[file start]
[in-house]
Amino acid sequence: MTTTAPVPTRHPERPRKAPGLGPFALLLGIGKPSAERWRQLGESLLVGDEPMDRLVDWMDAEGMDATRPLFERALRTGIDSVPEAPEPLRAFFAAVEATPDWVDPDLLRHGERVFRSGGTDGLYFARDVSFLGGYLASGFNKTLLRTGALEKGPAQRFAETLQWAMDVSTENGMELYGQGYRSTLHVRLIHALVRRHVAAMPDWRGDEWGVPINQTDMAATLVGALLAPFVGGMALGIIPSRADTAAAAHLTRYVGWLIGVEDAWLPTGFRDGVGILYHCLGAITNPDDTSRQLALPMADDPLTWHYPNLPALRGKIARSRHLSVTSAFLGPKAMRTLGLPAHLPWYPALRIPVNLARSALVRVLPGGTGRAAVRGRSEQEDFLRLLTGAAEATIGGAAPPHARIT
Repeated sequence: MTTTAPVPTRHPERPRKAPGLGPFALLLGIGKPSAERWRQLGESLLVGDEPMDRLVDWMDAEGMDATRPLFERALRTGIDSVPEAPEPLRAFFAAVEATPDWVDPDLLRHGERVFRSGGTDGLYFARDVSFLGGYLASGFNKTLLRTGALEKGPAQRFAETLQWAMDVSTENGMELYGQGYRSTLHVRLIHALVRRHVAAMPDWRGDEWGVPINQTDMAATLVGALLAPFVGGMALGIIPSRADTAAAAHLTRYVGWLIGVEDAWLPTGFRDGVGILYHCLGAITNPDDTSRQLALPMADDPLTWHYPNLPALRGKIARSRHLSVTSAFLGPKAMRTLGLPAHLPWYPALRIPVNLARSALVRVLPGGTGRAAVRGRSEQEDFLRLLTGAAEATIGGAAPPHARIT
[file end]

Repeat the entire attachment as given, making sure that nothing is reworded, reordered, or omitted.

[in-house]
Amino acid sequence: MTTTAPVPTRHPERPRKAPGLGPFALLLGIGKPSAERWRQLGESLLVGDEPMDRLVDWMDAEGMDATRPLFERALRTGIDSVPEAPEPLRAFFAAVEATPDWVDPDLLRHGERVFRSGGTDGLYFARDVSFLGGYLASGFNKTLLRTGALEKGPAQRFAETLQWAMDVSTENGMELYGQGYRSTLHVRLIHALVRRHVAAMPDWRGDEWGVPINQTDMAATLVGALLAPFVGGMALGIIPSRADTAAAAHLTRYVGWLIGVEDAWLPTGFRDGVGILYHCLGAITNPDDTSRQLALPMADDPLTWHYPNLPALRGKIARSRHLSVTSAFLGPKAMRTLGLPAHLPWYPALRIPVNLARSALVRVLPGGTGRAAVRGRSEQEDFLRLLTGAAEATIGGAAPPHARIT
Repeated sequence: MTTTAPVPTRHPERPRKAPGLGPFALLLGIGKPSAERWRQLGESLLVGDEPMDRLVDWMDAEGMDATRPLFERALRTGIDSVPEAPEPLRAFFAAVEATPDWVDPDLLRHGERVFRSGGTDGLYFARDVSFLGGYLASGFNKTLLRTGALEKGPAQRFAETLQWAMDVSTENGMELYGQGYRSTLHVRLIHALVRRHVAAMPDWRGDEWGVPINQTDMAATLVGALLAPFVGGMALGIIPSRADTAAAAHLTRYVGWLIGVEDAWLPTGFRDGVGILYHCLGAITNPDDTSRQLALPMADDPLTWHYPNLPALRGKIARSRHLSVTSAFLGPKAMRTLGLPAHLPWYPALRIPVNLARSALVRVLPGGTGRAAVRGRSEQEDFLRLLTGAAEATIGGAAPPHARIT